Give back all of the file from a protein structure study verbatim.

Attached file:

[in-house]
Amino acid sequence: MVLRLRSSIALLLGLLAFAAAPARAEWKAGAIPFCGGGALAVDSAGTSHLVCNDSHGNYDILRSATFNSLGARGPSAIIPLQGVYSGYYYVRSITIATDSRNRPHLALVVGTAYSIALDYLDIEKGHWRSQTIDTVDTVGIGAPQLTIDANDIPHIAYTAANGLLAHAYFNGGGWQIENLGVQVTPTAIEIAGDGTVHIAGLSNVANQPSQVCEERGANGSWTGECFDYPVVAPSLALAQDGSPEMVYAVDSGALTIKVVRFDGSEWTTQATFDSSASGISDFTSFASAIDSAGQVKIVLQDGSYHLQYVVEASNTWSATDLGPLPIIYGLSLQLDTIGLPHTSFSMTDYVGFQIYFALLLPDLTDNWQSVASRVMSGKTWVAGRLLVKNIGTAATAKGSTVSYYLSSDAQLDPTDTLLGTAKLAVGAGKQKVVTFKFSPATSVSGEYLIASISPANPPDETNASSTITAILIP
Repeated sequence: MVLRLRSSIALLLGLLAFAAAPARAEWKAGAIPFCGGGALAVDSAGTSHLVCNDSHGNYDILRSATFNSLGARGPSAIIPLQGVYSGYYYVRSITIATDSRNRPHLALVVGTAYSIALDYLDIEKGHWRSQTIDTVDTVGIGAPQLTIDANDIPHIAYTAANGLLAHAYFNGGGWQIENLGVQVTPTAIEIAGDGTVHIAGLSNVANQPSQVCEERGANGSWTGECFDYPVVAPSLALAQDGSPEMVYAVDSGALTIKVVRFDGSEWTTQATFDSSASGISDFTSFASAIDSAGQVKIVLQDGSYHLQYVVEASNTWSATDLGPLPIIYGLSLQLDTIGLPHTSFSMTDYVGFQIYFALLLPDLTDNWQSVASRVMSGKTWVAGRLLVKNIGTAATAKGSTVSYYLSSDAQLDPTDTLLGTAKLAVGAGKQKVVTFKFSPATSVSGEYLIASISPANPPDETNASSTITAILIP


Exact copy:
[in-house]
Amino acid sequence: MVLRLRSSIALLLGLLAFAAAPARAEWKAGAIPFCGGGALAVDSAGTSHLVCNDSHGNYDILRSATFNSLGARGPSAIIPLQGVYSGYYYVRSITIATDSRNRPHLALVVGTAYSIALDYLDIEKGHWRSQTIDTVDTVGIGAPQLTIDANDIPHIAYTAANGLLAHAYFNGGGWQIENLGVQVTPTAIEIAGDGTVHIAGLSNVANQPSQVCEERGANGSWTGECFDYPVVAPSLALAQDGSPEMVYAVDSGALTIKVVRFDGSEWTTQATFDSSASGISDFTSFASAIDSAGQVKIVLQDGSYHLQYVVEASNTWSATDLGPLPIIYGLSLQLDTIGLPHTSFSMTDYVGFQIYFALLLPDLTDNWQSVASRVMSGKTWVAGRLLVKNIGTAATAKGSTVSYYLSSDAQLDPTDTLLGTAKLAVGAGKQKVVTFKFSPATSVSGEYLIASISPANPPDETNASSTITAILIP
Repeated sequence: MVLRLRSSIALLLGLLAFAAAPARAEWKAGAIPFCGGGALAVDSAGTSHLVCNDSHGNYDILRSATFNSLGARGPSAIIPLQGVYSGYYYVRSITIATDSRNRPHLALVVGTAYSIALDYLDIEKGHWRSQTIDTVDTVGIGAPQLTIDANDIPHIAYTAANGLLAHAYFNGGGWQIENLGVQVTPTAIEIAGDGTVHIAGLSNVANQPSQVCEERGANGSWTGECFDYPVVAPSLALAQDGSPEMVYAVDSGALTIKVVRFDGSEWTTQATFDSSASGISDFTSFASAIDSAGQVKIVLQDGSYHLQYVVEASNTWSATDLGPLPIIYGLSLQLDTIGLPHTSFSMTDYVGFQIYFALLLPDLTDNWQSVASRVMSGKTWVAGRLLVKNIGTAATAKGSTVSYYLSSDAQLDPTDTLLGTAKLAVGAGKQKVVTFKFSPATSVSGEYLIASISPANPPDETNASSTITAILIP